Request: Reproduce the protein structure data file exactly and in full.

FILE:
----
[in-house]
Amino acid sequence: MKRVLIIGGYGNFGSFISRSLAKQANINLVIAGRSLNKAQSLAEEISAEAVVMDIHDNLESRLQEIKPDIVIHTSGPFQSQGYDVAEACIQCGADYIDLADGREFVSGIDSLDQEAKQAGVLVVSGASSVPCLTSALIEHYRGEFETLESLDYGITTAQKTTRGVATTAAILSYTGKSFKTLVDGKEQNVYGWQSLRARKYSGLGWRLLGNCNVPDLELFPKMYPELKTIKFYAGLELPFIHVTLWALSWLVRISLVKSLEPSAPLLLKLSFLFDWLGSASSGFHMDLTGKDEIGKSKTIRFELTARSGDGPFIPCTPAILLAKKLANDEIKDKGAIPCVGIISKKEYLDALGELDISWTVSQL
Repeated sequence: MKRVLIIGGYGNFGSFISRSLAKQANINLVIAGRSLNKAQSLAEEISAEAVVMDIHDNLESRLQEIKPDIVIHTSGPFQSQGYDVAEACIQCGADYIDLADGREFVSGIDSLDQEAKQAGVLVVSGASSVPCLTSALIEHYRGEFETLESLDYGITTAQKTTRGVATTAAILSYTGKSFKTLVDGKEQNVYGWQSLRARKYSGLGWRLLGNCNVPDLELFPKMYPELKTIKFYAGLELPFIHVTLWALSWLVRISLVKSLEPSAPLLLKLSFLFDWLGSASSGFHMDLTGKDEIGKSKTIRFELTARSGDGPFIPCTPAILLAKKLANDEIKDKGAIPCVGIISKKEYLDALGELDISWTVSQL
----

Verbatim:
[in-house]
Amino acid sequence: MKRVLIIGGYGNFGSFISRSLAKQANINLVIAGRSLNKAQSLAEEISAEAVVMDIHDNLESRLQEIKPDIVIHTSGPFQSQGYDVAEACIQCGADYIDLADGREFVSGIDSLDQEAKQAGVLVVSGASSVPCLTSALIEHYRGEFETLESLDYGITTAQKTTRGVATTAAILSYTGKSFKTLVDGKEQNVYGWQSLRARKYSGLGWRLLGNCNVPDLELFPKMYPELKTIKFYAGLELPFIHVTLWALSWLVRISLVKSLEPSAPLLLKLSFLFDWLGSASSGFHMDLTGKDEIGKSKTIRFELTARSGDGPFIPCTPAILLAKKLANDEIKDKGAIPCVGIISKKEYLDALGELDISWTVSQL
Repeated sequence: MKRVLIIGGYGNFGSFISRSLAKQANINLVIAGRSLNKAQSLAEEISAEAVVMDIHDNLESRLQEIKPDIVIHTSGPFQSQGYDVAEACIQCGADYIDLADGREFVSGIDSLDQEAKQAGVLVVSGASSVPCLTSALIEHYRGEFETLESLDYGITTAQKTTRGVATTAAILSYTGKSFKTLVDGKEQNVYGWQSLRARKYSGLGWRLLGNCNVPDLELFPKMYPELKTIKFYAGLELPFIHVTLWALSWLVRISLVKSLEPSAPLLLKLSFLFDWLGSASSGFHMDLTGKDEIGKSKTIRFELTARSGDGPFIPCTPAILLAKKLANDEIKDKGAIPCVGIISKKEYLDALGELDISWTVSQL